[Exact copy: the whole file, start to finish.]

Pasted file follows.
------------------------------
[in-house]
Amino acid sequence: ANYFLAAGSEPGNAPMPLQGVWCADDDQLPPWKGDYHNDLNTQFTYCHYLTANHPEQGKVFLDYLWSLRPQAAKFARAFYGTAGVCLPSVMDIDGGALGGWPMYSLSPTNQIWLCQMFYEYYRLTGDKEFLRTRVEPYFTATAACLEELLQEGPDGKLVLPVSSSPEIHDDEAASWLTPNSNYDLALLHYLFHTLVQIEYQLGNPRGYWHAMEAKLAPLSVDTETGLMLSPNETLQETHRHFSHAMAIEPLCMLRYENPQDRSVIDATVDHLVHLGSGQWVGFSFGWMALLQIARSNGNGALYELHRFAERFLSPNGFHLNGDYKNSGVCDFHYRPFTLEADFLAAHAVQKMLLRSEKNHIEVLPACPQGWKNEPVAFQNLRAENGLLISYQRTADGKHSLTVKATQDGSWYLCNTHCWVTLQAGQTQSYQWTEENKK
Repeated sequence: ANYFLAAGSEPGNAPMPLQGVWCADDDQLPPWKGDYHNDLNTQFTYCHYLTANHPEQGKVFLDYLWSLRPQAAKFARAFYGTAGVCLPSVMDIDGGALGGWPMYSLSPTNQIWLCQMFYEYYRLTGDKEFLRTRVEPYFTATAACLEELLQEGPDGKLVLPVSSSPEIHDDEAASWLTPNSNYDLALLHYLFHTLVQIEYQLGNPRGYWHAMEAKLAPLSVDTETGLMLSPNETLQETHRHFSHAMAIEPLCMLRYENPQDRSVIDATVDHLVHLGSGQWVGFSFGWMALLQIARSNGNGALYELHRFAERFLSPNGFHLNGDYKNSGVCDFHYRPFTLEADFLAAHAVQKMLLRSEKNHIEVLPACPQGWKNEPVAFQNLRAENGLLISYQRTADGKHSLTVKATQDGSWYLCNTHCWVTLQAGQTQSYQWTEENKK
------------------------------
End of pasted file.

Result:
[in-house]
Amino acid sequence: ANYFLAAGSEPGNAPMPLQGVWCADDDQLPPWKGDYHNDLNTQFTYCHYLTANHPEQGKVFLDYLWSLRPQAAKFARAFYGTAGVCLPSVMDIDGGALGGWPMYSLSPTNQIWLCQMFYEYYRLTGDKEFLRTRVEPYFTATAACLEELLQEGPDGKLVLPVSSSPEIHDDEAASWLTPNSNYDLALLHYLFHTLVQIEYQLGNPRGYWHAMEAKLAPLSVDTETGLMLSPNETLQETHRHFSHAMAIEPLCMLRYENPQDRSVIDATVDHLVHLGSGQWVGFSFGWMALLQIARSNGNGALYELHRFAERFLSPNGFHLNGDYKNSGVCDFHYRPFTLEADFLAAHAVQKMLLRSEKNHIEVLPACPQGWKNEPVAFQNLRAENGLLISYQRTADGKHSLTVKATQDGSWYLCNTHCWVTLQAGQTQSYQWTEENKK
Repeated sequence: ANYFLAAGSEPGNAPMPLQGVWCADDDQLPPWKGDYHNDLNTQFTYCHYLTANHPEQGKVFLDYLWSLRPQAAKFARAFYGTAGVCLPSVMDIDGGALGGWPMYSLSPTNQIWLCQMFYEYYRLTGDKEFLRTRVEPYFTATAACLEELLQEGPDGKLVLPVSSSPEIHDDEAASWLTPNSNYDLALLHYLFHTLVQIEYQLGNPRGYWHAMEAKLAPLSVDTETGLMLSPNETLQETHRHFSHAMAIEPLCMLRYENPQDRSVIDATVDHLVHLGSGQWVGFSFGWMALLQIARSNGNGALYELHRFAERFLSPNGFHLNGDYKNSGVCDFHYRPFTLEADFLAAHAVQKMLLRSEKNHIEVLPACPQGWKNEPVAFQNLRAENGLLISYQRTADGKHSLTVKATQDGSWYLCNTHCWVTLQAGQTQSYQWTEENKK